Secular ife in the Sai Autoio
T HE purpose of the Spanish mission in America was pri-
marily to convert the Indian to Christianity. In Spain
and Spanish America the church and state were united,
thus the crown held grave responsibility for the propagation of the
faith. The king delegated this duty to the civil officials, one of
whom was reminded by a mission inspector that he, a viceroy, was
the "father of these orphans" and "miserable wretches," meaning
the Indians. In fact, the mission inspector, lacking in sublety,
went so far as to give the viceroy the volume, page, and column
number of the canon law which declared his paternity.
The ease of securing governmental aid for mission activities,
however, sometimes depended "upon the extent to which political
ends could be compared with religious purposes."2 Happily re-
ligious and political aims were in harmony. Spain claimed a large
part of the new world but had a relatively small population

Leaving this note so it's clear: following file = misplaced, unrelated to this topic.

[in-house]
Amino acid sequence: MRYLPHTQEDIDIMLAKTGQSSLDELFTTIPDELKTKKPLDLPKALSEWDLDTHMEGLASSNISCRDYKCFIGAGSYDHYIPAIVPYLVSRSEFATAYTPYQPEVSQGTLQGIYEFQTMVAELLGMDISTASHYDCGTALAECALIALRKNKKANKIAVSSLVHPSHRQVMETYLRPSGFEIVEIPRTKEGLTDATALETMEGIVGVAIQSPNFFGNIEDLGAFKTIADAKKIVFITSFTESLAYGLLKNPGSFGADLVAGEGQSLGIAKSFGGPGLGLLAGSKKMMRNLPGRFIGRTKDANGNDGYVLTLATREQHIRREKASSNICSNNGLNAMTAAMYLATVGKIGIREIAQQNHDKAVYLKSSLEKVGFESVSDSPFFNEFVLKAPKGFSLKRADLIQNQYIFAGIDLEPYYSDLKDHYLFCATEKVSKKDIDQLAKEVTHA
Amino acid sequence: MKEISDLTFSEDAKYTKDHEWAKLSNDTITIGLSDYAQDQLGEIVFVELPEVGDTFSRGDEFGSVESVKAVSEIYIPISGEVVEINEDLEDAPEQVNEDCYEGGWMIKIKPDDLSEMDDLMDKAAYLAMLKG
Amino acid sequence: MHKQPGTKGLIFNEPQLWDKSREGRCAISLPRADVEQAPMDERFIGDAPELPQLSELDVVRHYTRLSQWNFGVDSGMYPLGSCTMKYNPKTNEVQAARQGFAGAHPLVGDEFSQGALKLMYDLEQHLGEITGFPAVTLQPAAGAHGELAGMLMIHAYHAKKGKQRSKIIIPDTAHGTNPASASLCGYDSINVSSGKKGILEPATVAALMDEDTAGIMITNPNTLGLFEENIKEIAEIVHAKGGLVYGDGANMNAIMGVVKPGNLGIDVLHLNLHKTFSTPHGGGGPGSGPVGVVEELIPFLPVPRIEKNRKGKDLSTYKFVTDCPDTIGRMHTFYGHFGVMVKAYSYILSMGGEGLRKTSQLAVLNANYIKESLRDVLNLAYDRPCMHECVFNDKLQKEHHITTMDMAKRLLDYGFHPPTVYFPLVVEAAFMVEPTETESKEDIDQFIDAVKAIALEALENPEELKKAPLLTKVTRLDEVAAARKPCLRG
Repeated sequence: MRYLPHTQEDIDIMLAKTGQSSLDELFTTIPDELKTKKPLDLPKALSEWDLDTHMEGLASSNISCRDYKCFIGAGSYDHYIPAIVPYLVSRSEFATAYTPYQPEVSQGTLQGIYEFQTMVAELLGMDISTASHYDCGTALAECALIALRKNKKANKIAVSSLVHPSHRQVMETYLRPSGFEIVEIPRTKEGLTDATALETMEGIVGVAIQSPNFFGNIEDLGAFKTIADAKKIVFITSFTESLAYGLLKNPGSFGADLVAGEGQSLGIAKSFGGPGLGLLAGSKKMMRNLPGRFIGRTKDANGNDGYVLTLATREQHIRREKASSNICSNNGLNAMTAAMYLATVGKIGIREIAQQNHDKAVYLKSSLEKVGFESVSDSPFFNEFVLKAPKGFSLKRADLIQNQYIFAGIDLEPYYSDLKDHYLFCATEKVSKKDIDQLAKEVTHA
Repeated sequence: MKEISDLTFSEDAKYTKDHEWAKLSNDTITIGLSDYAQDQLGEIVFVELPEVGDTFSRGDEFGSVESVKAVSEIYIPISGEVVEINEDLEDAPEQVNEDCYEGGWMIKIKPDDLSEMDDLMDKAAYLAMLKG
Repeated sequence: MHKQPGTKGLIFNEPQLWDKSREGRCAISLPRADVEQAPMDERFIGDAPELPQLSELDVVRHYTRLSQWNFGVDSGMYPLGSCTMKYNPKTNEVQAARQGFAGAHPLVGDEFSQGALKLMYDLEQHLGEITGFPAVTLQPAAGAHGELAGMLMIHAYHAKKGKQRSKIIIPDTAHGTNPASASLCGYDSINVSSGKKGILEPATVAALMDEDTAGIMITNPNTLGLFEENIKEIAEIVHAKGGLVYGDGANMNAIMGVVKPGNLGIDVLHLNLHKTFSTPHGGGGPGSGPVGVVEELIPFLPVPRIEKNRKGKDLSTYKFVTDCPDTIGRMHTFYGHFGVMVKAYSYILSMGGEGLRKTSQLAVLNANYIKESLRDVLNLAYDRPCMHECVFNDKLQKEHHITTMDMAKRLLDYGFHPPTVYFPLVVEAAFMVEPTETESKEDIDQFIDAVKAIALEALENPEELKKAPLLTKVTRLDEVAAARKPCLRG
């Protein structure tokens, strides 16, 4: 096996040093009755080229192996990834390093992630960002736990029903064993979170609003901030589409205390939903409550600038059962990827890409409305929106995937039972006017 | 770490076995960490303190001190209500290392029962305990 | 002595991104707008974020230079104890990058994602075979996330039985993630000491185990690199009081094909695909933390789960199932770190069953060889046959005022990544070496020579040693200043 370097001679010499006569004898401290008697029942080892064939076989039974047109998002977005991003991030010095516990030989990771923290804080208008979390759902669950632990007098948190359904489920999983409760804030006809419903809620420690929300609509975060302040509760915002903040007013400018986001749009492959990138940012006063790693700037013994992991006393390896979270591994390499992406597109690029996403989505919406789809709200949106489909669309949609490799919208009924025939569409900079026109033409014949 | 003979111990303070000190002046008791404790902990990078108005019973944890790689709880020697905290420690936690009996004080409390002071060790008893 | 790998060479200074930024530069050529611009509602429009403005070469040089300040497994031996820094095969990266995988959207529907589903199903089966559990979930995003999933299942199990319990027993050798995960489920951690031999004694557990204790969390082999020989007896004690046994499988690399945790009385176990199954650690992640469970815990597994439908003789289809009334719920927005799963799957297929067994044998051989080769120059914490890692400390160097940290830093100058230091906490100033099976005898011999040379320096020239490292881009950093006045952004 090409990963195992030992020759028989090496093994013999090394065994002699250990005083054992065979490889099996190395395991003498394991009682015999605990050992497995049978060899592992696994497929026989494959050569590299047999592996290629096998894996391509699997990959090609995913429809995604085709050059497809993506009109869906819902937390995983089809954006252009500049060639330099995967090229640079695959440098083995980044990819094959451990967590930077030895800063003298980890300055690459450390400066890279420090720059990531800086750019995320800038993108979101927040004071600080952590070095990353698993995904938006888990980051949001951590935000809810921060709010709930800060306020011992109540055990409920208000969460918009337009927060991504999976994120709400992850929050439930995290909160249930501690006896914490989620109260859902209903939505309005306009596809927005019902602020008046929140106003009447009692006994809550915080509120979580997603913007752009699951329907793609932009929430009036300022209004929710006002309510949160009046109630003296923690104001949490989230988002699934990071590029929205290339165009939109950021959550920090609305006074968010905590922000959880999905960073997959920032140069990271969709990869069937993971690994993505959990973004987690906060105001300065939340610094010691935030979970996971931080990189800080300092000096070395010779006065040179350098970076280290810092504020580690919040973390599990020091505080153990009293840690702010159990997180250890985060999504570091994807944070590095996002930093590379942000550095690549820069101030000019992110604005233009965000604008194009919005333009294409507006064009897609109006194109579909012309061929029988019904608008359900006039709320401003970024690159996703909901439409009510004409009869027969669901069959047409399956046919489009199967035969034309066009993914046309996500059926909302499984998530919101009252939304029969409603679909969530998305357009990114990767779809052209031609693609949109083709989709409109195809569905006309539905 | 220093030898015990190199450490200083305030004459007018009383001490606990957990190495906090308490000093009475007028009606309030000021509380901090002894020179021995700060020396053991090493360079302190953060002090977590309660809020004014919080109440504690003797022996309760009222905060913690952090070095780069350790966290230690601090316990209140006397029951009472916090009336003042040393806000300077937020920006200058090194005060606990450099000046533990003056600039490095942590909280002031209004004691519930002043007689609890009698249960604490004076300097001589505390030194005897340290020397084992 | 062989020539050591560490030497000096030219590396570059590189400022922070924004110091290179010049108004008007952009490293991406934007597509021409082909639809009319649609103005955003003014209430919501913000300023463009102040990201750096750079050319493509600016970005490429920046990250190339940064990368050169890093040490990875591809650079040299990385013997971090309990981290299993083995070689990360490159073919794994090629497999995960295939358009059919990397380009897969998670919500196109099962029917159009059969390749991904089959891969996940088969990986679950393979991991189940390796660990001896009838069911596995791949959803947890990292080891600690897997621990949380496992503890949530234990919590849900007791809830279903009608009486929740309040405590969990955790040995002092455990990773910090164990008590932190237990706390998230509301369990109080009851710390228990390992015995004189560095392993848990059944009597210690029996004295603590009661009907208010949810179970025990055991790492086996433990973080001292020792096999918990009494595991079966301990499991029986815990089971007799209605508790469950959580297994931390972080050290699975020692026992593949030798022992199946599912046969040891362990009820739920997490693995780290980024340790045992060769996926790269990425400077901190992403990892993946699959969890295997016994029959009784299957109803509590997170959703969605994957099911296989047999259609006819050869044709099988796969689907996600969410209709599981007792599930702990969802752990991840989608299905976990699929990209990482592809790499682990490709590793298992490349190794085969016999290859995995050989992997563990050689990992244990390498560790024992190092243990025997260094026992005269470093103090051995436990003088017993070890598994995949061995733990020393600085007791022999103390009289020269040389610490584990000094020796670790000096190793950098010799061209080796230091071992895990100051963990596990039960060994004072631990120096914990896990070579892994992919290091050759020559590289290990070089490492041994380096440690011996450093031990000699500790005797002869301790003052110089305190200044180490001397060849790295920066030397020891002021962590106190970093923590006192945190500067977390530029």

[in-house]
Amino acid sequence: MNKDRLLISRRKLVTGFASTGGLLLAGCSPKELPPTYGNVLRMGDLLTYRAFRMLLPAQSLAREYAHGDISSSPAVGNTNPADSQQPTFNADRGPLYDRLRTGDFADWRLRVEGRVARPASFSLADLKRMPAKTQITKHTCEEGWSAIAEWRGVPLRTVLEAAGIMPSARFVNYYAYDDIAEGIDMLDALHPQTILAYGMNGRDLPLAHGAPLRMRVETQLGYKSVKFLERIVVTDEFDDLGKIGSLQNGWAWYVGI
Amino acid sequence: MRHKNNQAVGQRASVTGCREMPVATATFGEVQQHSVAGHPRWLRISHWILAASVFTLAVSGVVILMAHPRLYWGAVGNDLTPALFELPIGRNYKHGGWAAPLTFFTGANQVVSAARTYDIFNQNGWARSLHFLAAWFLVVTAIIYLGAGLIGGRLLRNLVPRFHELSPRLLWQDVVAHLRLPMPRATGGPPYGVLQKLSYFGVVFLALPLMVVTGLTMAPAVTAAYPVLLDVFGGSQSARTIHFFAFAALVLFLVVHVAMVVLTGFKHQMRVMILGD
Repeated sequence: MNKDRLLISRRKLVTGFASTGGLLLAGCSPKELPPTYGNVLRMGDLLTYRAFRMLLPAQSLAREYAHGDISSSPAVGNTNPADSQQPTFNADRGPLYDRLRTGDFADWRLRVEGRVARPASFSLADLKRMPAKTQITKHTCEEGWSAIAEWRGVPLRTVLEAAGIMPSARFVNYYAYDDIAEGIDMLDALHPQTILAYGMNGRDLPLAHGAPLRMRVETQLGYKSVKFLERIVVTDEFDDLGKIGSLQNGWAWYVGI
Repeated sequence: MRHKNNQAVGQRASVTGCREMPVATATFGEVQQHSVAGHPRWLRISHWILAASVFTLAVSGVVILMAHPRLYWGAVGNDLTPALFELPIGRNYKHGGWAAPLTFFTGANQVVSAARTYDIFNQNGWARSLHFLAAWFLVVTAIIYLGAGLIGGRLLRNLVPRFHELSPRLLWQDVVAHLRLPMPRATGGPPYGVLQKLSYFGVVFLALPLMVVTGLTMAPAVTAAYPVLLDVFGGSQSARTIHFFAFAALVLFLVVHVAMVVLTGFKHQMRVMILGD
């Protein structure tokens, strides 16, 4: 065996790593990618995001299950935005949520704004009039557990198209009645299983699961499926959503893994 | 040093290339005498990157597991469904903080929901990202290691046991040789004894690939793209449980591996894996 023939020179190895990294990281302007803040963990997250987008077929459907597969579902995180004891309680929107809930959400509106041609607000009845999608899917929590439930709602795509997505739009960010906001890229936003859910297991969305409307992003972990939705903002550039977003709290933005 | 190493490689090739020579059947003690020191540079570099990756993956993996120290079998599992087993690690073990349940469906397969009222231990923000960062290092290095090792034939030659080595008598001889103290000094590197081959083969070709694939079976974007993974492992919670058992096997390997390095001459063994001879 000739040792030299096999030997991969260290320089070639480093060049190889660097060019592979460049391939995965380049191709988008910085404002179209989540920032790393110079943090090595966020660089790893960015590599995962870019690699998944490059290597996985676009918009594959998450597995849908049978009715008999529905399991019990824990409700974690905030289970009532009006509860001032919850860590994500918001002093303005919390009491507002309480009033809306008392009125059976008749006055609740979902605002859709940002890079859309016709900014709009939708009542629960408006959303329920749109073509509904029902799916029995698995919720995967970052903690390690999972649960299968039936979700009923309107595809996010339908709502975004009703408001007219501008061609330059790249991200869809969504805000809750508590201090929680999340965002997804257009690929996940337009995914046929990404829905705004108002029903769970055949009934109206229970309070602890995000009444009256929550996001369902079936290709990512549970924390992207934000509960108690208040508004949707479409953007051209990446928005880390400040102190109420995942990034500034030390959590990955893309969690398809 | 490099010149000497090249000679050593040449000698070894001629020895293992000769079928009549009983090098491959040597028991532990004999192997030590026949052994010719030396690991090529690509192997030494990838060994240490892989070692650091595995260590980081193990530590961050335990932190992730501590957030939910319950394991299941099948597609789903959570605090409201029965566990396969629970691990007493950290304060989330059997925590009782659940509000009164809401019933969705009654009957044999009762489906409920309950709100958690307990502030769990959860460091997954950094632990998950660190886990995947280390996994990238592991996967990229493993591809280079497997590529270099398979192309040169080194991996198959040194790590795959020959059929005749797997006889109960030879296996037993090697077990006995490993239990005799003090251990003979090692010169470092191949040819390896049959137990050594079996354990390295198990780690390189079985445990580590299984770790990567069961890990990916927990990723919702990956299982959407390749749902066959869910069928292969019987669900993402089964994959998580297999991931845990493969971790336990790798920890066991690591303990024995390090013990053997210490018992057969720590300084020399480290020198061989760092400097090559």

which could not be spared to stake the claim. If the Indians were
to be saved and civilized, they could settle the Spanish frontiers.
In this way the missions became an integral part of the Spanish
colonial system.3 Through the missions the frontier could be held,
extended, and guarded against French occupation. The mis-
sionaries could be helpful explorers and diplomats. With proper
influence over the Indian, the missionaries could prevent the
savages from invading civil settlements and gain Indian aid in
fighting hostile tribes. The crown officially acknowledged the
political and military purpose of the mission when it charged the
1J. Autrey Dabbs (trans.), "Texas Missions in 1785," Preliminary Studies of the
Texas Catholic Historical Society, III, 241.
ZHerbert E. Bolton, "The Mission as a Frontier Institution in the Spanish Amer-
ican Colonies," American Historical Review, XXIII, 48-49.
3lbid., 42, 52.
Texas State Historical Association. The Southwestern Historical Quarterly, Volume 62, July 1958 - April, 1959. Austin, Texas. The Portal to Texas History. http://texashistory.unt.edu/ark:/67531/metapth101173/. Accessed March 6, 2015.